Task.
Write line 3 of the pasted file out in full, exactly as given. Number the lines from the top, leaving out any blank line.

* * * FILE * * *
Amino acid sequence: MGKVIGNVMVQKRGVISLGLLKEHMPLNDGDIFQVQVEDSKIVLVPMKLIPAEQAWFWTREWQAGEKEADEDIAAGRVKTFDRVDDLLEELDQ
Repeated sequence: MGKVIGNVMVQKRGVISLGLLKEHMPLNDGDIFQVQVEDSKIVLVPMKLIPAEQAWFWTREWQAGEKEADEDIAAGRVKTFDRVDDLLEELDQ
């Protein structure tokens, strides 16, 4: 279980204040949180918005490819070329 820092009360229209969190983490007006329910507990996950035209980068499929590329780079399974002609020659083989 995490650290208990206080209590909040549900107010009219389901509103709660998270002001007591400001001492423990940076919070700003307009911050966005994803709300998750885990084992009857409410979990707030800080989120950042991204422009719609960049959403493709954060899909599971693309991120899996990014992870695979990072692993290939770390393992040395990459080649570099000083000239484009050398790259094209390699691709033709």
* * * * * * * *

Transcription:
């Protein structure tokens, strides 16, 4: 279980204040949180918005490819070329 820092009360229209969190983490007006329910507990996950035209980068499929590329780079399974002609020659083989 995490650290208990206080209590909040549900107010009219389901509103709660998270002001007591400001001492423990940076919070700003307009911050966005994803709300998750885990084992009857409410979990707030800080989120950042991204422009719609960049959403493709954060899909599971693309991120899996990014992870695979990072692993290939770390393992040395990459080649570099000083000239484009050398790259094209390699691709033709």